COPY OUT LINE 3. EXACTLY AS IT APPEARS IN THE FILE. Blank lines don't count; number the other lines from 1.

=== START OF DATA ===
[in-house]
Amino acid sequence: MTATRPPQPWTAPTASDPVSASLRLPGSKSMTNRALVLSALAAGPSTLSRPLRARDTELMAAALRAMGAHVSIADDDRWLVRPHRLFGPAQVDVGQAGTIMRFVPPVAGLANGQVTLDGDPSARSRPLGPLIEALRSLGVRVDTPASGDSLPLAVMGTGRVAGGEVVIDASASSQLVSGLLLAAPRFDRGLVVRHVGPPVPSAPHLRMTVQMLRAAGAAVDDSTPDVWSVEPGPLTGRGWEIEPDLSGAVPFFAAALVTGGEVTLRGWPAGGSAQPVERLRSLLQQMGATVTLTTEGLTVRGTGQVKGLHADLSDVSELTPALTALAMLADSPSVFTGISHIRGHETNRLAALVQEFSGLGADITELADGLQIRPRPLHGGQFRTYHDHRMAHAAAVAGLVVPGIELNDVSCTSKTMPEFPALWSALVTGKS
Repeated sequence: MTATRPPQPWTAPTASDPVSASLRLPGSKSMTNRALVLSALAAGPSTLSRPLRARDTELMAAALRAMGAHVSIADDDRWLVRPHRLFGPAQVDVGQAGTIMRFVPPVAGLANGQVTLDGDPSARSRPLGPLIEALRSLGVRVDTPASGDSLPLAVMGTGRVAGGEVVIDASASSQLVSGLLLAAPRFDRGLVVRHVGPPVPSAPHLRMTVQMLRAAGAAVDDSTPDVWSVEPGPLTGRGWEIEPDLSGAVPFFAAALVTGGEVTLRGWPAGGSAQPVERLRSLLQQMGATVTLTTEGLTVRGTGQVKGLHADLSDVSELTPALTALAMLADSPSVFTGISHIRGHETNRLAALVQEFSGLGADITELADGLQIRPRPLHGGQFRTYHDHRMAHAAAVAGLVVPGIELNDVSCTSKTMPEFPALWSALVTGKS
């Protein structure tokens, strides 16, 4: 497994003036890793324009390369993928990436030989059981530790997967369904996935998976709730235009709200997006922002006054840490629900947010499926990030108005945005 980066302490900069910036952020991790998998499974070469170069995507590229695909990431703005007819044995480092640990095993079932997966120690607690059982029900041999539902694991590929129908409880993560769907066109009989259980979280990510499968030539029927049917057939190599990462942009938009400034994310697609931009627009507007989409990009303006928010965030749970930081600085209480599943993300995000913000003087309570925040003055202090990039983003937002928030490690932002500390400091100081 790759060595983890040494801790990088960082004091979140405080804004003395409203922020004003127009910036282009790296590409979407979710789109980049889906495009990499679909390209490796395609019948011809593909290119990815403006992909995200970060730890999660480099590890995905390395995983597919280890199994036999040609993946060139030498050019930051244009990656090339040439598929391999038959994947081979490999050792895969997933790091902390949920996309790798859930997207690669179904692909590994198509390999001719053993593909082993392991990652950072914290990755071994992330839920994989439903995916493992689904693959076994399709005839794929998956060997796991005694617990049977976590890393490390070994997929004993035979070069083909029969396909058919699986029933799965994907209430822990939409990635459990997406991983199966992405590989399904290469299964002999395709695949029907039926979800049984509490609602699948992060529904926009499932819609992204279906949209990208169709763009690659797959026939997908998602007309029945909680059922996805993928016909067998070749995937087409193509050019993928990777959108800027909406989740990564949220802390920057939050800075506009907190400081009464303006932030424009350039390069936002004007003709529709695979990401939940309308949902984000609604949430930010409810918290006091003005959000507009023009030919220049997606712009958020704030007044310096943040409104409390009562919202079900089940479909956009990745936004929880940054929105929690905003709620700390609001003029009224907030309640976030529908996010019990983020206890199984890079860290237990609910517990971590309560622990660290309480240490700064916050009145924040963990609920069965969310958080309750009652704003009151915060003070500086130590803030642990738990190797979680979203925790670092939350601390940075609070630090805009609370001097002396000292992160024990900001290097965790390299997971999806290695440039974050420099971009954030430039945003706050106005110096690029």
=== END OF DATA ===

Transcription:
Repeated sequence: MTATRPPQPWTAPTASDPVSASLRLPGSKSMTNRALVLSALAAGPSTLSRPLRARDTELMAAALRAMGAHVSIADDDRWLVRPHRLFGPAQVDVGQAGTIMRFVPPVAGLANGQVTLDGDPSARSRPLGPLIEALRSLGVRVDTPASGDSLPLAVMGTGRVAGGEVVIDASASSQLVSGLLLAAPRFDRGLVVRHVGPPVPSAPHLRMTVQMLRAAGAAVDDSTPDVWSVEPGPLTGRGWEIEPDLSGAVPFFAAALVTGGEVTLRGWPAGGSAQPVERLRSLLQQMGATVTLTTEGLTVRGTGQVKGLHADLSDVSELTPALTALAMLADSPSVFTGISHIRGHETNRLAALVQEFSGLGADITELADGLQIRPRPLHGGQFRTYHDHRMAHAAAVAGLVVPGIELNDVSCTSKTMPEFPALWSALVTGKS